Wild ones from a glacier

Published by: Grzegorz Sawczyszyn

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July 25, 2019

Wild ones from a glacier

For a few years now I keep chasing predatory fish throughout various fisheries of the Yorkshire county and around. I mostly aim at rivers, small and dam lakes. I did catch some marvellous fish, yet for quite some I kept missing something. Everywhere I went, there were the same familiar faces. Races to get the best spot got quite frequent too. That really bothered me and annoyed me a lot. Fish, that I was catching there, were being pierced through so frequently, that many of them had deformed mouth and injured gills. That really made the angling much less enjoyable for me. I decided to face the challenge and start angling at the huge, glacial lakes of England and Wales. I knew that new fisheries may be hard to deal with and that learning the right way to angle at them may take a lot of time and give me a solid lesson of humility. I wanted to indulge in angling as it should be, therefore I decided not to use any help from local guides. I really wanted to master the fishery myself, as I believe that this is what this sport is all about.

First trips were pretty much just familiarisation sessions. I was exploring the water, checking where are peaks, flats, dips, slopes and how does that correspond to data stored in my fishfinder. Initially I managed to catch small and medium sized fish, angling at four to five-meter flats, covered with plants. Despite having been using large lures, such as Goliat (24 cm), I kept catching small, as per my experience, fish. After a few days of playing with the small ones, I decided to change something and to try to use trolling. Keeping my Goliat quite deep (around 6-8 meters), I had less frequent baits yet fish were bigger. I knew I was heading in a right direction.

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While trolling between 16 and 24 meters, I noticed lots of hits on my Garmin Striker fishfinder. I kept wondering what sort of fish decided to like that depth so much, knowing that there were no zanders in that area. It turned out to be the arctic char. I started to wonder if those large pikes are not having them in their menu as a main course. The only issue here was the depth - as neither angling by hand, nor while trolling, was I able to present my lure properly. During an evening camp fire I came up with an idea that the next day, If the wind is right, I will try my luck with a vertical jigging.

The next day, as it turned out, I struck gold with the technique I chose. I needed quite a big lure, yet at the same time I needed it to have as little drag as possible. There could only be one choice in such case: the Saira. Large, meaty “swallow tailed” lure made by Mikado. I got to a deep water, released the drift anchor and began my vertical fun, keeping an eye on the screen of the fishfinder. I decided to start with 10 meters of depth, placing the Saira lower and lower. To my great surprise, I only had my first bait at 14 meters. Beautiful, healthy momma got caught with a full consciousness. The entire attack was clearly visible at the screen of the fishfinder.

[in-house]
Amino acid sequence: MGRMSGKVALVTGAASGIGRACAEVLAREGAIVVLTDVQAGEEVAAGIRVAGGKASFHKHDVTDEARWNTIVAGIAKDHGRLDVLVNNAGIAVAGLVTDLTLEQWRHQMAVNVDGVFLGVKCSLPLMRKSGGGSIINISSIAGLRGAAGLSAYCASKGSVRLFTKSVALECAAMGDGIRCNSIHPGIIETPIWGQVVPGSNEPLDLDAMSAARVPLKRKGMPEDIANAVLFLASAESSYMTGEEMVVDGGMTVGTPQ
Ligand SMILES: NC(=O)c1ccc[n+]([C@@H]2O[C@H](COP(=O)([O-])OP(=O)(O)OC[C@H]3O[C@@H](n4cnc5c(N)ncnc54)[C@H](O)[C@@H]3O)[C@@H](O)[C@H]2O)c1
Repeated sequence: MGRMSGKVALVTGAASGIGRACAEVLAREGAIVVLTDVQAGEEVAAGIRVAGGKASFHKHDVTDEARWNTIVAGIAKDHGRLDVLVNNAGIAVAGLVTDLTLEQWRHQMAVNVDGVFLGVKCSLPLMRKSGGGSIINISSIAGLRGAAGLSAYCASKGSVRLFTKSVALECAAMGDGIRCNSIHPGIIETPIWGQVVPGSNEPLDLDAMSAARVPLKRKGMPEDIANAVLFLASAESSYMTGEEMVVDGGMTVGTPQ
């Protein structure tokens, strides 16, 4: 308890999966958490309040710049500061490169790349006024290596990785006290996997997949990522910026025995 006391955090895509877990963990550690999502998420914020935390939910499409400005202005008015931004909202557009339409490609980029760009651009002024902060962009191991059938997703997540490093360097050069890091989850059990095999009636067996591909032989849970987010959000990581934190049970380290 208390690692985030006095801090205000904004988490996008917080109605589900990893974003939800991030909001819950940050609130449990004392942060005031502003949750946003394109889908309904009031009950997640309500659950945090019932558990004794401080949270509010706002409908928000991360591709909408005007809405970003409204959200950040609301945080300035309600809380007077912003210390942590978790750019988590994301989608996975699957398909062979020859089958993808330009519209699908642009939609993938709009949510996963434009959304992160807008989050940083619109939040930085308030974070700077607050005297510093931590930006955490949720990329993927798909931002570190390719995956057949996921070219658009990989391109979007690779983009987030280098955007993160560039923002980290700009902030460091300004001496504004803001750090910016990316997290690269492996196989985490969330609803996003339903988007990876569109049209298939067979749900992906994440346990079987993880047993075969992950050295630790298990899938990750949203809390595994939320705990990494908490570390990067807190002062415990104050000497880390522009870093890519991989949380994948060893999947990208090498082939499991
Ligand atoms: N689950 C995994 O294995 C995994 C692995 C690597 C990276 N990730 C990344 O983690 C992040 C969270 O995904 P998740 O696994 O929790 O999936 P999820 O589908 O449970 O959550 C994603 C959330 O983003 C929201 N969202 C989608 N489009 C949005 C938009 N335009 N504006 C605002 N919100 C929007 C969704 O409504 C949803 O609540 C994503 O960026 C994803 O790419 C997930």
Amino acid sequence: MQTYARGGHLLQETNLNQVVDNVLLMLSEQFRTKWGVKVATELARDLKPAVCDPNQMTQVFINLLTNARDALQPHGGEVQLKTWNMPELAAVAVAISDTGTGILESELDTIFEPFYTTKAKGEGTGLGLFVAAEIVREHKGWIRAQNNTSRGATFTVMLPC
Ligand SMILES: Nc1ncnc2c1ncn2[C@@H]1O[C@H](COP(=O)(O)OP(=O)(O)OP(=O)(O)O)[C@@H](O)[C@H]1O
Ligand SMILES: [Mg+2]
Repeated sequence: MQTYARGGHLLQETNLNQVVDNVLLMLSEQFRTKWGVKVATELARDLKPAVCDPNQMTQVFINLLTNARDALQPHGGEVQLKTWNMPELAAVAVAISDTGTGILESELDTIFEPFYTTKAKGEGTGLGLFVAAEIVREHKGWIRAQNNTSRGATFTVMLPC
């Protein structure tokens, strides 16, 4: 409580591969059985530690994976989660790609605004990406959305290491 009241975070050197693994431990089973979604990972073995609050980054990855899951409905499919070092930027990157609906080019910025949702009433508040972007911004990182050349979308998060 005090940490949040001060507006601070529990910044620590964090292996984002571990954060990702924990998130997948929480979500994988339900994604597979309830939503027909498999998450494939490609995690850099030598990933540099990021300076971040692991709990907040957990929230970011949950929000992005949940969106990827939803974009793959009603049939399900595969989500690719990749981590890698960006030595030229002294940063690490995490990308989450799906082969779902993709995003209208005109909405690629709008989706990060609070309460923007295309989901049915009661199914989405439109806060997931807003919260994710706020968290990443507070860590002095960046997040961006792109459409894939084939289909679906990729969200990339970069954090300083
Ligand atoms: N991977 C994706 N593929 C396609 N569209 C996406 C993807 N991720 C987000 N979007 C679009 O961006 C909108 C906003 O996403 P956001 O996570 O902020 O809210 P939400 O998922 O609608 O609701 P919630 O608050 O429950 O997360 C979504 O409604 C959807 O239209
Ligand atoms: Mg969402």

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I was surprised by how eagerly those fish were fighting. I have never seen any pike that would be so strong before. I think that the pristine, filled with oxygen water and lots of food may be key factors here. Luckily the Proclaim multiplier and the Octa Braid, along with the Excellence Baitcast Fight rod easily dealt with such conditions. Surprised by effectiveness of that method and by the fact, that you can actually catch pikes at such depth, I kept going on with my adventure. After a few minutes another depths, and arctic char delicate meat lover checked-in to my boat.

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That day I caught a few great fish, using only that one technique and I was nearly sure that I mastered those waters much quicker than I thought I would. The next day turned out to be completely different though. The wind changed its direction and it was much sunnier. In the depths there was nothing coming up on my fishfinder and the water temperature got up by nearly two degrees. The entire, carefully crafted strategy went down the drain. I arrived to a conclusion that, since there are no fish in the deeper parts of the reservoir, there have to be some among the shallower ones. I decided to get back to those submerged meadows and flats. Bingo! Manga and Goliat were providing me with magnificent fish interchangeably. Magnificent, not only in terms of size, but also in terms of colour and fitness. This was exactly what I expected from them.

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That day I manged to catch a number of beautiful, brave and eager to fight as nowhere else, pikes. What is interesting about those waters, is that no one introduced those fish to them. There are there for generations and generations, for thousands of years. There are no fishermen; anglers, that mange to catch them, are mostly angling passionate; not meat passionate. That is precisely what makes such places attractive for angling freaks like me.

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Summing it all up and learning from my previous experiences: do not be afraid to experiment by the water. Sometimes breaking patterns and schemes brings amazing results and great emotions to live through. I would have never said before that you can catch a pike in such a deep water.

I hope that this article was interesting and that it pushed you to try new methods and tactics.

Break a rod!
Grzegorz Sawczyszyn (aka Mad Angler)
Mikado Fishing Team

Subject: spinning, pike,

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